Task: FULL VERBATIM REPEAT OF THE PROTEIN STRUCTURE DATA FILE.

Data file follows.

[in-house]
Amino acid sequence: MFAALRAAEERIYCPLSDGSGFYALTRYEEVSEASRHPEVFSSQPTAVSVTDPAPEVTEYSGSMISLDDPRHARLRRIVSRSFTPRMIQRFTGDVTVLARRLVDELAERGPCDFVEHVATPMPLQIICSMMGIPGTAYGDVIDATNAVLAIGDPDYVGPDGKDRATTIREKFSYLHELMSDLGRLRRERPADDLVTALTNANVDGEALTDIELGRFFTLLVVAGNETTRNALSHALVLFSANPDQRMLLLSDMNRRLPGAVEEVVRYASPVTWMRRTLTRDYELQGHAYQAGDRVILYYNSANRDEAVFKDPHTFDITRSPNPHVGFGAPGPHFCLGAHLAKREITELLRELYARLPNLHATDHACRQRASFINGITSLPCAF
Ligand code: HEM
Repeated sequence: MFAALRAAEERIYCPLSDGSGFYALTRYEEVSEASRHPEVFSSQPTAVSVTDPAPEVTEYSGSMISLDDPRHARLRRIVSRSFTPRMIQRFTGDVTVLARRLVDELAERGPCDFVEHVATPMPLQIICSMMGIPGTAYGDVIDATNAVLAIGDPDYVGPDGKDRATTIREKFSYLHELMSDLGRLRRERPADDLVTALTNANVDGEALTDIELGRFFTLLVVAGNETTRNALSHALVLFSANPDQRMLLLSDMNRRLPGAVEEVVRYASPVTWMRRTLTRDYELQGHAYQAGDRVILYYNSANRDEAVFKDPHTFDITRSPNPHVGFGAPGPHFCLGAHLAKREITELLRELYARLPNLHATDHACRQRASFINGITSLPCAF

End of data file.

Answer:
[in-house]
Amino acid sequence: MFAALRAAEERIYCPLSDGSGFYALTRYEEVSEASRHPEVFSSQPTAVSVTDPAPEVTEYSGSMISLDDPRHARLRRIVSRSFTPRMIQRFTGDVTVLARRLVDELAERGPCDFVEHVATPMPLQIICSMMGIPGTAYGDVIDATNAVLAIGDPDYVGPDGKDRATTIREKFSYLHELMSDLGRLRRERPADDLVTALTNANVDGEALTDIELGRFFTLLVVAGNETTRNALSHALVLFSANPDQRMLLLSDMNRRLPGAVEEVVRYASPVTWMRRTLTRDYELQGHAYQAGDRVILYYNSANRDEAVFKDPHTFDITRSPNPHVGFGAPGPHFCLGAHLAKREITELLRELYARLPNLHATDHACRQRASFINGITSLPCAF
Ligand code: HEM
Repeated sequence: MFAALRAAEERIYCPLSDGSGFYALTRYEEVSEASRHPEVFSSQPTAVSVTDPAPEVTEYSGSMISLDDPRHARLRRIVSRSFTPRMIQRFTGDVTVLARRLVDELAERGPCDFVEHVATPMPLQIICSMMGIPGTAYGDVIDATNAVLAIGDPDYVGPDGKDRATTIREKFSYLHELMSDLGRLRRERPADDLVTALTNANVDGEALTDIELGRFFTLLVVAGNETTRNALSHALVLFSANPDQRMLLLSDMNRRLPGAVEEVVRYASPVTWMRRTLTRDYELQGHAYQAGDRVILYYNSANRDEAVFKDPHTFDITRSPNPHVGFGAPGPHFCLGAHLAKREITELLRELYARLPNLHATDHACRQRASFINGITSLPCAF